Can you imagine how exciting the gift of a home would be? We’re not talking a plastic playhouse or an elaborately crafted dollhouse wrapped up in a bow, either – we mean a real house. While it may seem far fetched to some, it’s not all that uncommon, and can be done using a gift of equity.
What is equity, you ask?
To understand a gift of equity, we need to first talk over the concept of equity itself. Equity is the appraised value of your house minus the remainder of what you owe on your mortgage. For example, if your home is worth $300,000 and you owe $200,000 on the mortgage, you have $100,000 in home equity.
A gift of equity comes into play when a family member’s (the seller’s) equity in their property is gifted to act as the buyer’s down payment. Depending on the amount, this may cover the entire down payment or serve as a contribution to the money a buyer already has saved or available.
This is also one way that a house can be sold for under market value to a family member, which can allow for a buyer to purchase a better home in a nicer area than they might otherwise be able.
What does this look like?
Jim and his wife, Pam, are outgrowing their one-bedroom apartment, and they are ready to buy a home. After meeting with their loan officer, they find out that they are preapproved for a $250,000 loan. Jim and Pam are excited to begin their house hunt, but after looking at several homes, they can’t find anything that they love in their price range.
Jim’s grandfather, Dwight, lives in the home he built and raised his family in. He has been considering downsizing for some time but hates the idea of selling his family home to a stranger. After talking to Jim and learning that his grandson was looking to buy a forever home, Dwight has an “ah-ha!” moment.
A gift of equity is the solution.
Dwight knows that his home is worth $300,000. He owes $200,000 on the mortgage and has $100,000 in equity. He can sell the family home to Jim for $300,000 and gift $50,000 of his equity to serve as Jim’s downpayment. This is a win-win for both Jim and Dwight. The $50,000 gift means that Jim won’t a cash down payment AND he can stay within his budget!
Dwight gets to downsize without having to sell his family home to a stranger, and because he was planning on leaving Jim a bit of inheritance already, he considers the $50,000 gift as part of his legacy. With the remaining $50,000 of equity in the home, Dwight can keep some cash for his own move to a smaller condo (or whatever else he may want to do.)
The main benefit of a gift of equity is for the buyer.
As you may have learned, the buyer benefits the most from this transaction. Receiving a house for below market value and/or having your down payment covered is no small thing!
But there are actually benefits to the seller, too. These include a quicker sale (because they already know who is buying their home, they don’t have to wait around with their house on the market indefinitely) and the possibility of keeping a well-loved home in the family.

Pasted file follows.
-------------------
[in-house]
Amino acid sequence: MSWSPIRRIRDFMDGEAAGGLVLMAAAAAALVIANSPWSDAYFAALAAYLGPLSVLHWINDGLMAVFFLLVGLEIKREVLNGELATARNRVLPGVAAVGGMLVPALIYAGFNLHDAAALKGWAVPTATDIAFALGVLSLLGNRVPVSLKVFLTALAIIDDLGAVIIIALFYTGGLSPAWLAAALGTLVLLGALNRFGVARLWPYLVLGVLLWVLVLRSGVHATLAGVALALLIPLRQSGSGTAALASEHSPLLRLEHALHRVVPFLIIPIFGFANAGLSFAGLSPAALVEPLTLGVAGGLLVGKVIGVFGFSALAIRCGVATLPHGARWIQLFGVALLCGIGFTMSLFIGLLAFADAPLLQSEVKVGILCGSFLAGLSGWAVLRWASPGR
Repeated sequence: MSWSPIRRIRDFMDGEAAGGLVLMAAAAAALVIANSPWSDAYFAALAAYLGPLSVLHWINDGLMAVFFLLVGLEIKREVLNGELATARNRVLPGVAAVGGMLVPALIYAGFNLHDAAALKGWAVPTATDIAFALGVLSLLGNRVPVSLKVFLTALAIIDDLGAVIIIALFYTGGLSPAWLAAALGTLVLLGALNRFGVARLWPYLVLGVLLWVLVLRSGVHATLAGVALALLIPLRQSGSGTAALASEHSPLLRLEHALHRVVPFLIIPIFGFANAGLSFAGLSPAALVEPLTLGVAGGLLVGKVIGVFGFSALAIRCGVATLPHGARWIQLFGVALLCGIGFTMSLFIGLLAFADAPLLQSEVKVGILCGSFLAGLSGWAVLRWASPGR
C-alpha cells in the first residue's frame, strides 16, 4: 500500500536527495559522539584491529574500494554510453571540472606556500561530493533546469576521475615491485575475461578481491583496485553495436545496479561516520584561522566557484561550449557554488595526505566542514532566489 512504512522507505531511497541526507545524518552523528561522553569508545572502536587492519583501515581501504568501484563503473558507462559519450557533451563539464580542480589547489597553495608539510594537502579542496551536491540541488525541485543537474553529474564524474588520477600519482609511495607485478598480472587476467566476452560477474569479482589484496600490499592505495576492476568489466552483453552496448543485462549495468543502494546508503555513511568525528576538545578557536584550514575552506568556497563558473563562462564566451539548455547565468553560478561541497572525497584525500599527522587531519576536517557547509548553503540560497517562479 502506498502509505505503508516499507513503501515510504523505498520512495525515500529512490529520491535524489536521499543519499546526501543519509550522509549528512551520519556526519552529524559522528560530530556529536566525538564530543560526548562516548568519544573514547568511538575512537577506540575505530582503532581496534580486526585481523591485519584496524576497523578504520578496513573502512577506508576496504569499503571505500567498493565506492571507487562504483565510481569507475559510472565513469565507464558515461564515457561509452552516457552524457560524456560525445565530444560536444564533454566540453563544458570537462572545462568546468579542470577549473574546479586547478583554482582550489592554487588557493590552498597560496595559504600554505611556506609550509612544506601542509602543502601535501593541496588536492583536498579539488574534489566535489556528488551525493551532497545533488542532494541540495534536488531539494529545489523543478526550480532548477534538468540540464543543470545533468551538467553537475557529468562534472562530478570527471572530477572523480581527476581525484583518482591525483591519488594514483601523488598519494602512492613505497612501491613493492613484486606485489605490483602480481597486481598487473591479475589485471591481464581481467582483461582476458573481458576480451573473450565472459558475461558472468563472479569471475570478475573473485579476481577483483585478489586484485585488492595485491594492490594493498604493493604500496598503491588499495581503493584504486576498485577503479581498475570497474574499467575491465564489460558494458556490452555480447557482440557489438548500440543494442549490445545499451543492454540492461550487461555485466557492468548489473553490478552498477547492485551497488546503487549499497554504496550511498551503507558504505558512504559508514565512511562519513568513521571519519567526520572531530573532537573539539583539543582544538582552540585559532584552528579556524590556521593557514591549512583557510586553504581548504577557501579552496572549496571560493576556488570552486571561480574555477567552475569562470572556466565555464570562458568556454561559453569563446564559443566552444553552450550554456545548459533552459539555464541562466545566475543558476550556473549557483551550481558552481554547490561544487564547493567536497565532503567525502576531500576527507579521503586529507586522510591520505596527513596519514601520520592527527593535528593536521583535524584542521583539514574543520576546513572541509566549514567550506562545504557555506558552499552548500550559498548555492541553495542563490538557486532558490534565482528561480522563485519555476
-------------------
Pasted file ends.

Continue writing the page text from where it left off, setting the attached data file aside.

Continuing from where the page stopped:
Another possible benefit (though not limited to gift of equity scenarios) is that, because this type of transaction does not have to involve a real estate agent, the seller may save up to 6% in commissions paid. For example, if a house is $250,000, the savings can equal out to $15,000 kept in-pocket!
Keep the following requirements in mind…
To use a gift of equity, you will need a contract including specific language, stating:
- The relationship between the parties
- Gifted equity amount
- Any seller paid closing costs
You will also need a completed and signed gift of equity letter. Mortgages have specific requirements for terminology in gift letters. A complete gift letter contains:
- The donor’s name, address, and phone number
- The dollar amount of the gift
- A statement that explains the relationship between borrower and seller
- Verbiage that states that no repayment is necessary
Here is an approved gift letter format that you can use to get started! Finally, there must also be equity in the property. This is an obvious requirement – you can’t give what you don’t have.
Two more things to note:
- The gift of equity is subject to the appraisal.
An appraisal does two things; it prevents a buyer from overpaying and is also for a lender to help protect the value of a home. While the seller may believe their home is worth $750,000, it may only appraise for $500,000. This is important because if a family member plans to sell the home for 450,000 using a gift of equity, the gift will be $50,000 and not $300,000.
2. A gift of equity is not allowed when the seller is an estate.
This may seem confusing at first, but we can help you through the entire process from start to finish. If you are considering buying or selling a home utilizing a gift of equity, reach out to our team today!